Tagged: AOL

TI-83 Graphing Calculator 0

January 10, 1996: TI-83 Graphing Calculator

1996 – Texas Instruments announced it would release the TI-83 and became one of the most popular calculators. The TI-83 had many graphing modes including polar, parametric, sequence and function graphs. It could also run statistics, trigonometry and algebraic functions. The TI-83 was replaced by the 83 Plus in 1999 which added flashable memory for upgrades. This calculator is still available today and you can get the Texas Instruments TI-83 Plus Graphing Calculator on Amazon. The TI-83 had a Zilog Z80 processor at 6 MHz and 32 kb of RAM. You could use 4 AAA batteries or the power supply to run. Price...


November 24, 2008: Novell Owns UNIX, UNIXWare

2008 – After a long court battle with the Santa Cruz Operations (SCO) group, a judge rules that Novell is the owner of UNIX and UNIXWare copyrights. In 2003 – just after SCO changed their name from Caldera – had made a claim that the SCO IP was incorporated into Linux and that they should get a cut from each copy sold. Novell states that they own the code to UNIX and therefore this claim was not valid. Battles still goon to this day, with SCO group dwindled down to a shell (no pun intended). Part of the rulings on...

WinAmp 0

November 20, 2013: AOL Tries to Shut Down WinAmp

2013 – AOL shocked a lot of geeks when they announced WinAmp.com would be shutting down and the software would be no longer available come December 20th.  The next day rumors surfaced that Microsoft was planning to buy it – which didn’t go further than the inital report. The service did not shut down though. On January 14th, 2014 it was announced a Belgian radio website called “Radionomy” had purchased the Nullsoft brand, including WinAmp and Shoutcast. 1963– 0|| 7|-|1$ d4’/, 7|-|3 //0rD “|-|4><0r1||9” //4$ U$3D 1|| 4|| 1$$U3 0Ph “7|-|3 73(|-|”, //|-|1(|-| 1$ 4 //4$$4(|-|U$377$ 1||$717U73 0Ph 73(|-|||0L09’/ ||3//$P4P3r.What,...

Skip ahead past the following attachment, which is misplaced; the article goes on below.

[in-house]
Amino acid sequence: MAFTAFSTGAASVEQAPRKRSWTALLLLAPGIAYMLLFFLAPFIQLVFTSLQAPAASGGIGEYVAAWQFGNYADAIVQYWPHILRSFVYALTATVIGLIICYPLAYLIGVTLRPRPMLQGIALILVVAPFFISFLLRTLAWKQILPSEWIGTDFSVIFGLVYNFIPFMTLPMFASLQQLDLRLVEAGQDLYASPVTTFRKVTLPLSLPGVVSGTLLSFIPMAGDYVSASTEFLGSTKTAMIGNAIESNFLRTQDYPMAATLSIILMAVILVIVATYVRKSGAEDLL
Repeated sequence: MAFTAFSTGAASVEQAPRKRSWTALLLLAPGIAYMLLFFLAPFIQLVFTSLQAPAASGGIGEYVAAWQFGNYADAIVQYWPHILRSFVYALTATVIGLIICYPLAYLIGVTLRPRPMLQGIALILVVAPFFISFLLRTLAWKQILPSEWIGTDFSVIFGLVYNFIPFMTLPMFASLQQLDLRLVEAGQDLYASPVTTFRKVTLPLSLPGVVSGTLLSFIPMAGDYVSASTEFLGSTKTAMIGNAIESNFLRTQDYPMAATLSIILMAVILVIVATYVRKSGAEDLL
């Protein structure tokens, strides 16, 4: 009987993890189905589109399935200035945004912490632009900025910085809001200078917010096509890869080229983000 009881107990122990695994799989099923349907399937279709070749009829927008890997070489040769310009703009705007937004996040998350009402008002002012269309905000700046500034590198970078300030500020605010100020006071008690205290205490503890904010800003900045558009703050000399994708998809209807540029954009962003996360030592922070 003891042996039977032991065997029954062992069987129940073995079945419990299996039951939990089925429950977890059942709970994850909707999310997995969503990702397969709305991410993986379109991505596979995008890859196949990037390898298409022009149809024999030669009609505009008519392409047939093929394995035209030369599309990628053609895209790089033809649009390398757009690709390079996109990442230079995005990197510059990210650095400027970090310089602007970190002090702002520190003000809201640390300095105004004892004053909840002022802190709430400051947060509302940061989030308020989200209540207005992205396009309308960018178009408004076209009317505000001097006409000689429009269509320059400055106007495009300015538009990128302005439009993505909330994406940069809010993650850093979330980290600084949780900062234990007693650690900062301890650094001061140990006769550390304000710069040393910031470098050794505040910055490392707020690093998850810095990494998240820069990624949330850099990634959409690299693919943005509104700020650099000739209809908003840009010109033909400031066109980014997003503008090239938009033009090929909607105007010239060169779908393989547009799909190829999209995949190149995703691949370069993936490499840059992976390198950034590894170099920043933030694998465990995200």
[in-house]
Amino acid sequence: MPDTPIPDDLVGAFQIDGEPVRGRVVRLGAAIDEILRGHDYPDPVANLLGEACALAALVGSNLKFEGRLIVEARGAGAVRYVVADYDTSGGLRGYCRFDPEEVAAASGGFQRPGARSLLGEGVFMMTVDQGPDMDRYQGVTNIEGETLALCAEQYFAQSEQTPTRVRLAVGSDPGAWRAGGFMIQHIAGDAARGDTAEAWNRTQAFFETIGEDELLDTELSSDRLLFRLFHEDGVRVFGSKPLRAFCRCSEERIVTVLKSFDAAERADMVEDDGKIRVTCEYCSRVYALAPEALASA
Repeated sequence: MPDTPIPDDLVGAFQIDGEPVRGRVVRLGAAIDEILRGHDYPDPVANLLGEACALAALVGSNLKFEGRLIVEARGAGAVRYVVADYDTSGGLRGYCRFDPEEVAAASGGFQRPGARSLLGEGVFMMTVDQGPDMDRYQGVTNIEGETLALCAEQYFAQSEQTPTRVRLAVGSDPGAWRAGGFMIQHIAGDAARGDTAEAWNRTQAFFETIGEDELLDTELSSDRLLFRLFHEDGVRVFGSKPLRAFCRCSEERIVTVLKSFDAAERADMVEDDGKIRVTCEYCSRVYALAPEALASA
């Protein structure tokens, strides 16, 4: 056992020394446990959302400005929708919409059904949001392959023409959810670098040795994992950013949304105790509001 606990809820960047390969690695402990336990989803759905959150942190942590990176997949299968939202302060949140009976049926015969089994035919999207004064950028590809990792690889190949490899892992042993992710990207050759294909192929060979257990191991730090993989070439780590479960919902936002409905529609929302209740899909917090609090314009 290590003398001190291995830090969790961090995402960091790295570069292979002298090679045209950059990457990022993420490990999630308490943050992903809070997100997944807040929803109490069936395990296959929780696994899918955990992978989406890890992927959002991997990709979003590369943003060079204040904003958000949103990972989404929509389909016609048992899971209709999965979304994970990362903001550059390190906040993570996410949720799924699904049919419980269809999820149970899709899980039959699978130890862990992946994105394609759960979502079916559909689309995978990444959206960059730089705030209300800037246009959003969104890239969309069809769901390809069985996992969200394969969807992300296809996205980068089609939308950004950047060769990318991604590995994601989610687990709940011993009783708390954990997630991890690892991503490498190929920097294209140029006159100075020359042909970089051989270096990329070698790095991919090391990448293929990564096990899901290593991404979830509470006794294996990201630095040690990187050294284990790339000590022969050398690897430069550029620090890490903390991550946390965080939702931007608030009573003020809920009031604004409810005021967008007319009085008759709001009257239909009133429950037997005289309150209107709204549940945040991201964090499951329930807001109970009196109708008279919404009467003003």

token-ring-configuration 0

October 15, 1985: IBM Announces Token Ring Network

1985– IBM announced, with co-developer Texas Instruments, the Token Ring network along with PC Network software – six months ahead of schedule. The TR only did network transmission speed of 4 Mbps (It didn’t hit speeds of 16 Mbps until 1989), and worked over standard phone wiring. Using terminated BNC cable, Token Ring created just that; a Ring connection that talks in one direction. This Day in Tech History podcast show notes for October 15 Mac Plus Retires, Mac Classic Launches John Sculley resigns from Apple AOL Lays off 20% Podcast: Play in new window | DownloadSubscribe! Apple Podcasts | Android...

IBM Apple 0

July 3, 1991: Apple, IBM Create Pact on Power PC Mac

1991 – IBM’s Jim Cannavino met with John Sculley of Apple. They worked out a deal and signed a sharing agreement. It would allow Mac to integrate with IBM enterprise systems. It would also allow Apple to use the PowerPC with their RISC based Mac to work together.Power PC stands for Performance Optimization with Enhanced RISC. It is also known as PPC. The RISC architecture processor was first meant for personal computers, yet embedded machines adopted them for use. Computers such as the AmigaOS 4, POSIX, BeOS all used PowerPC. Even Windows machines used PowerPC for their NT 3.51 and...

Microsoft Logo 0

June 25, 1981: Microsoft Incorporates, Plans to Buy 86-DOS

1981 – Microsoft goes through a restructure to incorporate in Washington. Bill Gates would become president, Paul Allen was Executive Vice President. Steve Ballmer would come on full-time with a $50,000 year salary. The reason why they incorporated? On this same day, Paul Allen sends a proposal to Rod Black of Seattle Computer Products for Microsoft to purchase all rights to 86-DOS for $30,000.  At that point, they had only a non-exclusive license (since September 22, 1980). This was a strategic move because Microsoft had a relationship with IBM, and wanted to re-license for the IBM PC. After a month of negotiations, Seattle...

X Window System 0

June 19, 1984: X Window System

1984 – Jim Gettys and Bob Scheifler announced collaboration of a new operating system in the X Window System. This gives the basic framework for a GUI. Currently, it is refered to as X11, R7.7. I’ve spent the last couple weeks writing a window system for the VS100. I stole a fair amount of code from W, surrounded it with an asynchronous rather than a synchronous interface, and called it X. Overall performance appears to be about twice that of W. The code seems fairly solid at this point, although there are still some deficiencies to be fixed up. We at...